What Is Your Dog Telling You?

From the WebMD Archives

How many times have you wished your dog could talk so you could know exactly what he’s thinking?

But he doesn’t need to speak to clue you in. Veterinary behaviorists say if you learn to read your dog’s actions, it’s not hard to figure out what’s going on in his head.

Debra Horwitz, veterinary behaviorist and lead editor of Decoding Your Dog, says the key is looking at your whole dog, rather than a portion of him, like just his tail. Observing what your dog does with his face, body, and tail in any given situation will let you know if he’s feeling relaxed, concerned, scared, or aggressive.

When you look at your dog, what do you see?

Is he happy?

“When a dog is happy, his whole body looks soft,” Horwitz says. “And when a happy dog wags his tail, the tail wags his whole body. He has relaxed ears, a soft pant, eyes are soft. Everything about him says, ‘I’m cool. I’m good.’”

Is he interested and stimulated?

A dog that’s doing what his genes tell him to is a happy dog, Horwitz says. When a retriever is fetching, her body language screams, “I’m totally into this!” Same thing goes for a terrier who gets a chance to sniff out a critter or whip a new toy back and forth, and a border collie that’s being directed through an obstacle course. Presented with a mere hint of these activities, the dog may run out of pure joy, wag its tail, bark, grin, and spin in circles.

Once you find out what makes your dog happy in this way, offer him this activity as often as you can.

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Is he concerned?

Let’s say you’re outside with your dog, and another dog suddenly shows up on the scene. If your dog doesn’t know this dog, he’s likely to show his concern by stiffening his tail and wagging it in a way that doesn’t wag the body.

“That kind of tail wag says, ‘I’m thinking, I’m assessing,’” Horwitz says.

The wagging tail may go straight up, which shows a heightened alert.

When a little nervous, your dog may draw his ears closer to his head and pant a little faster, or may close his mouth to enable him to sniff to check everything out. He may also open his eyes wider to let in more light.

Is he afraid?

Dog owners often confuse fear in a dog with shame or guilt, says Melissa Bain, assistant professor of clinical animal behavior at UC Davis School of Veterinary Medicine.

You come home from work to find your dog has had an accident in the house, or maybe he’s chewed your shoe. You express strong disapproval, giving him a stern talking-to. He reacts by holding his body close to the ground, pinning his ears back, and tucking his tail between his legs.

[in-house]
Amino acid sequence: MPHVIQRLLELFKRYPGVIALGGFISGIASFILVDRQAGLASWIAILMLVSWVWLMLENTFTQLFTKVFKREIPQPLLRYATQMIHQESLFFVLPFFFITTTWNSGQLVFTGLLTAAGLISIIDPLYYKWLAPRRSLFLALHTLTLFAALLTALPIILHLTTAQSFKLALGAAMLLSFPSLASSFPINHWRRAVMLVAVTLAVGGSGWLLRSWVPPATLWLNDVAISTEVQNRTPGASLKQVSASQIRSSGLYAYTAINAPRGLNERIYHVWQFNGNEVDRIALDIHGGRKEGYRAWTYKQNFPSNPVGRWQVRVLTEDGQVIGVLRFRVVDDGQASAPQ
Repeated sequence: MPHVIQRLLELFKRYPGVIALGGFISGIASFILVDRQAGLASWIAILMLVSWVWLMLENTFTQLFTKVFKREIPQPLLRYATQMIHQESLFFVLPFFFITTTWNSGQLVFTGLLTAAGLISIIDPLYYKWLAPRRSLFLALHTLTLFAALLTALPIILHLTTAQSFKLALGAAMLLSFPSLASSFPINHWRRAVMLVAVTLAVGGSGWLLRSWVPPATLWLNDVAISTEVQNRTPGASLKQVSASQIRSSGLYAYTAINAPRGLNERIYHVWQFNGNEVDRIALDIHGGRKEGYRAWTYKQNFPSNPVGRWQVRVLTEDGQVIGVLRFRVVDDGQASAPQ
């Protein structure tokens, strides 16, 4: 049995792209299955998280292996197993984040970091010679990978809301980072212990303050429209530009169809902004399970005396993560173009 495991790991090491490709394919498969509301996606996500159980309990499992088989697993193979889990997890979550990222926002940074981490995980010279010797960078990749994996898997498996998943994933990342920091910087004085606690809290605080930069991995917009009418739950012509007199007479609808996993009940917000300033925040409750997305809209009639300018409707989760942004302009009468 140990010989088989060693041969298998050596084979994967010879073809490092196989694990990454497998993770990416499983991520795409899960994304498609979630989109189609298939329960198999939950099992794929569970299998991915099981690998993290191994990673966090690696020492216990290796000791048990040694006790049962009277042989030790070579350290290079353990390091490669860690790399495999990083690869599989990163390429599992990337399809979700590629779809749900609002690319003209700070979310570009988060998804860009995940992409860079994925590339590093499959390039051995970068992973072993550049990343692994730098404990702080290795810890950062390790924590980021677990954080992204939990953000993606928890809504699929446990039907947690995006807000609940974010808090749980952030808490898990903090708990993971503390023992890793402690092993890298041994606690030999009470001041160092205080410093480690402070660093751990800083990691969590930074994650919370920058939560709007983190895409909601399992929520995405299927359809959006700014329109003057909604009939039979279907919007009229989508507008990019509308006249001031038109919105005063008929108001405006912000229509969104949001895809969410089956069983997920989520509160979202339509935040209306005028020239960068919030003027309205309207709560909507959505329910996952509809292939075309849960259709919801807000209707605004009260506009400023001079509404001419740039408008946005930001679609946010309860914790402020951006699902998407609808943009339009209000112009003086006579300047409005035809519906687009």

“He may look like he feels guilty, but he’s actually scared and anxious about what you might do,” Bain says.

Fear of someone your dog doesn’t know looks different.

When a dog is afraid of something or someone unfamiliar that’s coming at him, he’s likely to get into a defensive posture that signals he’s ready to fight, Horwitz says.

It’s likely that your dog will “go rigid and tall, trying to make himself look bigger than he is, and his tail will go up very high and stiff,” she says. The dog is hoping the threat will just go away.

Is he angry?

Maybe not. If your dog tears up your furniture while you’re away, you may think he's angry at you, or spiteful. But most dogs who do that fear being alone, Horwitz says. They’re displaying separation anxiety. Others do this because they don’t get enough attention or exercise. Talk with your vet, or a pet behaviorist, to come up with solutions.

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Is he in pain?

Crying can be another area of misunderstanding. Many owners think a dog that’s whining is trying to signal pain, when in fact many times dogs will whine just to get you to get up from your computer and pay attention to them. They may also whine because they’re anxious, Horwitz says. If your dog is whining, check him over to make sure he’s not in pain. If you give him attention and he still doesn’t stop, call your vet.

Taking the time to learn how to read your dog will enhance your enjoyment of pet ownership, and it will make for a very content, comfortable dog, Bain says.

“It’s imperative that pet owners understand what their dog is saying,” she says. “It’s the key to a great relationship.”

WebMD Feature Reviewed by Amy Flowers, DVM on 4/, 014

Sources

SOURCES:

Debra Horwitz, DVM, DACVB; owner, Veterinary Behavior Consultations, St. Louis; past president, American College of Veterinary Behaviorists; lead editor, Decoding Your Dog.

Melissa Bain, DVM, DACVB, MS, chief of service, Clinical Animal Behavior Service, and assistant professor of clinical animal behavior, UC Davis School of Veterinary Medicine; past president, American College of Veterinary Behaviorists; past president, American Veterinary Society of Animal Behavior.

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